were given so as to cause damage to the Company and to jeopardize the
reputation of the Company. Despite the fact that the litigations are pending
before the Civil Court he has mentioned about
non-returning of export bills etc. On these facts he has passed order under
Section 156 (3) of the Criminal Procedure Code, directing the PSI, Sayajiganj
Police Station to make inquiry in the matter."
approach of the High Court, with respect, is entirely correct.
This Court in Pepsi Foods Ltd. and Another v. Special Judicial Magistrate and
Others [(1998) 5 SCC 749], held as under:
Summoning of an accused in a criminal case is a serious matter. Criminal law
cannot be set into motion as a matter of course. It is not that the complainant
has to bring only two witnesses to support his allegations in the complaint to
have the criminal law set into motion. The order of the Magistrate summoning
the accused must reflect that he has applied his mind to the facts of the case
and the law applicable thereto. He has to examine the nature of allegations
made in the complaint and the evidence both oral and documentary in support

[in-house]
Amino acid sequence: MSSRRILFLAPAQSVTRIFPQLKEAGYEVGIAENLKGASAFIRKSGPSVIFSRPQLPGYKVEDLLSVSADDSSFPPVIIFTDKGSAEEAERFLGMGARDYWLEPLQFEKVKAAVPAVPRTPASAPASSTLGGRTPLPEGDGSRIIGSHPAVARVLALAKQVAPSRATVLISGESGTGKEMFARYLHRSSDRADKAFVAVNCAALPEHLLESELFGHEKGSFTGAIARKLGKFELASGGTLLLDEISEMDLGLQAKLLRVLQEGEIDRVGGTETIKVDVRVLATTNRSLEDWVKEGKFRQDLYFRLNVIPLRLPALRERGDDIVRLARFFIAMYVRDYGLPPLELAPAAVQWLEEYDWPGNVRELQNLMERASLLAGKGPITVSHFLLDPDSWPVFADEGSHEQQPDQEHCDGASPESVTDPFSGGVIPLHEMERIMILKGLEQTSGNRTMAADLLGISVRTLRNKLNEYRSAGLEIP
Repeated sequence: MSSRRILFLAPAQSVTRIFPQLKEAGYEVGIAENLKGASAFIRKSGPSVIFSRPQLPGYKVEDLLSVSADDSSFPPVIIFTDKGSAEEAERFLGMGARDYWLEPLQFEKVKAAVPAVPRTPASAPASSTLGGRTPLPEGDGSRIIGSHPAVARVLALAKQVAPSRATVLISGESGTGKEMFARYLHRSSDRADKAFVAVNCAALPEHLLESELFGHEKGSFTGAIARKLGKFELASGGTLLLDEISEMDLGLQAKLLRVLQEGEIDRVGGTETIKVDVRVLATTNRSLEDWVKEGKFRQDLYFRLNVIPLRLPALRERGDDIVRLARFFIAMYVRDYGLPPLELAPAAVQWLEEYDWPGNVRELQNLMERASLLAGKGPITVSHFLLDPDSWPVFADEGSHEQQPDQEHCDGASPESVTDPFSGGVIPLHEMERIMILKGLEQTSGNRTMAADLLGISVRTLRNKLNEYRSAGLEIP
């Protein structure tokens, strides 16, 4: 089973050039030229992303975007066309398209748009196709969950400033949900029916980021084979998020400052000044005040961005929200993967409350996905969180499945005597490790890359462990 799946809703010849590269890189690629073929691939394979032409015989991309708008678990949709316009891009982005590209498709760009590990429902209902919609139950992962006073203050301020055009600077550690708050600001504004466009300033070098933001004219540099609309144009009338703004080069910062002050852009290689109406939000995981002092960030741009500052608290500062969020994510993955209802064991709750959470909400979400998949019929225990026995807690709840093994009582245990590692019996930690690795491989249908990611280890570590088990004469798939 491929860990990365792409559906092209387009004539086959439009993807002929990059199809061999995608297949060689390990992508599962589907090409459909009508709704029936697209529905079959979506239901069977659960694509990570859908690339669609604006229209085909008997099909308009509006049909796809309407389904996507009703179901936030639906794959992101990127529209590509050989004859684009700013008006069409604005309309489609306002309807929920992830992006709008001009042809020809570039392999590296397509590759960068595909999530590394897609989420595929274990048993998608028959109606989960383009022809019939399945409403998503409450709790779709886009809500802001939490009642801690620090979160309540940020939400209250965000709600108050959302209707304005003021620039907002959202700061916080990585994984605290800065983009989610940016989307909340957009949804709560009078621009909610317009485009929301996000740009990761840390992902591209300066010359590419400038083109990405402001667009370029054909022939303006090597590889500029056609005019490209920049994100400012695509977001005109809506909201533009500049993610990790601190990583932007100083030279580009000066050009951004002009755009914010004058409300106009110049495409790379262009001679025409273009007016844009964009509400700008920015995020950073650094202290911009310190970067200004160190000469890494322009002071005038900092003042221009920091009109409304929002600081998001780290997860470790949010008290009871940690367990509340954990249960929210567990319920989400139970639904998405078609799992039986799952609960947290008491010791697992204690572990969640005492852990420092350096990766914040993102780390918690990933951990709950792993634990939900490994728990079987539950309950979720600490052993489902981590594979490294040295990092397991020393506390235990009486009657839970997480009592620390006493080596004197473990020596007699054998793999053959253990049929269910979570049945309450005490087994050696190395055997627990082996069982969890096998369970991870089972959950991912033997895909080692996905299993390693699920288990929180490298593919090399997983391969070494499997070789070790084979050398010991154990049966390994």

thereof and would that be sufficient for the complainant to succeed in bringing
charge home to the accused. It is not that the Magistrate is a silent spectator
at the time of recording of preliminary evidence before summoning of the
accused. The Magistrate has to carefully scrutinise the evidence brought on
record and may even himself put questions to the complainant and his witnesses
to elicit answers to find out the truthfulness of the allegations or otherwise
and then examine if any offence is prima facie committed by all or any of the
learned Magistrate, in our opinion, shall have kept the said principle in mind.
For the reasons aforementioned, there is no merit in this appeal which is
dismissed accordingly with costs. Counsel's fee assessed at Rs. 25,000/-.